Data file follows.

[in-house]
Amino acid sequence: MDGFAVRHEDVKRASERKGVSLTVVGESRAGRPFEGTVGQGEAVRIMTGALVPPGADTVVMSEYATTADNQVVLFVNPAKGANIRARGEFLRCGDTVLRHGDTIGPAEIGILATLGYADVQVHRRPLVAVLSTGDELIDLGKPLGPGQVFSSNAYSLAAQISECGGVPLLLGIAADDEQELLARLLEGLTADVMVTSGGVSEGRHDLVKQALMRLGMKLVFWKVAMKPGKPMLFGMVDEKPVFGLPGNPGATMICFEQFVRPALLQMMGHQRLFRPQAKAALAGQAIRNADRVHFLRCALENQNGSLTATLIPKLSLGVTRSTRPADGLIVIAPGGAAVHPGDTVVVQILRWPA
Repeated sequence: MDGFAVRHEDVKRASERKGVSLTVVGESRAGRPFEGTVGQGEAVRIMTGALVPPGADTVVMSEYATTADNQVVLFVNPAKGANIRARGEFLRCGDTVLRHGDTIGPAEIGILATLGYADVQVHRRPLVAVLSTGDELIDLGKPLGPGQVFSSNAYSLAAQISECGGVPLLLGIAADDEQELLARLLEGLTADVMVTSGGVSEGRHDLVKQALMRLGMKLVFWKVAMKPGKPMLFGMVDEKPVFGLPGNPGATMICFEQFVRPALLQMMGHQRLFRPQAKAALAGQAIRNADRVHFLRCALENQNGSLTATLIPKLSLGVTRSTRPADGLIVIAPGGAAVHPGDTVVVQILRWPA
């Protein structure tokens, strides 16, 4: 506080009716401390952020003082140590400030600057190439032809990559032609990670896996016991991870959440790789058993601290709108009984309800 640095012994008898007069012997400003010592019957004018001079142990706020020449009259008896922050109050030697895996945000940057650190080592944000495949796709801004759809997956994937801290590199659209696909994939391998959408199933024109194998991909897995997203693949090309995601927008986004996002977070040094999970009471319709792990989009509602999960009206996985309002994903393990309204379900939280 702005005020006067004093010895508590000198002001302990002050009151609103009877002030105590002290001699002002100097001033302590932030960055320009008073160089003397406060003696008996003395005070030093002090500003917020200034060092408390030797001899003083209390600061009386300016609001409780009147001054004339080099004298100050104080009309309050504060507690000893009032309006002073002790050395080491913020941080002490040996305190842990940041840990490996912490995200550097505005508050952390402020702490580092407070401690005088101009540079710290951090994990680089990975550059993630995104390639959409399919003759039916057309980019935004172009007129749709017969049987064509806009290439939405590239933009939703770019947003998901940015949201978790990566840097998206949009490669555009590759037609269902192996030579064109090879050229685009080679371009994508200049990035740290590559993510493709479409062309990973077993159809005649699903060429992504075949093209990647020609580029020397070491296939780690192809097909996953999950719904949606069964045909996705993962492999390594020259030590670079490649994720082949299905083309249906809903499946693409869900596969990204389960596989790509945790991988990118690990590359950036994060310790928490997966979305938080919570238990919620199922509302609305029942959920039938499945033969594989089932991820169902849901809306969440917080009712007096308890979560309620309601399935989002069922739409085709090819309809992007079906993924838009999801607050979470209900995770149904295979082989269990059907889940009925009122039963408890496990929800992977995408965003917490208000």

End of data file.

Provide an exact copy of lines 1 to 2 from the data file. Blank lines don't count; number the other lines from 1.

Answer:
[in-house]
Amino acid sequence: MDGFAVRHEDVKRASERKGVSLTVVGESRAGRPFEGTVGQGEAVRIMTGALVPPGADTVVMSEYATTADNQVVLFVNPAKGANIRARGEFLRCGDTVLRHGDTIGPAEIGILATLGYADVQVHRRPLVAVLSTGDELIDLGKPLGPGQVFSSNAYSLAAQISECGGVPLLLGIAADDEQELLARLLEGLTADVMVTSGGVSEGRHDLVKQALMRLGMKLVFWKVAMKPGKPMLFGMVDEKPVFGLPGNPGATMICFEQFVRPALLQMMGHQRLFRPQAKAALAGQAIRNADRVHFLRCALENQNGSLTATLIPKLSLGVTRSTRPADGLIVIAPGGAAVHPGDTVVVQILRWPA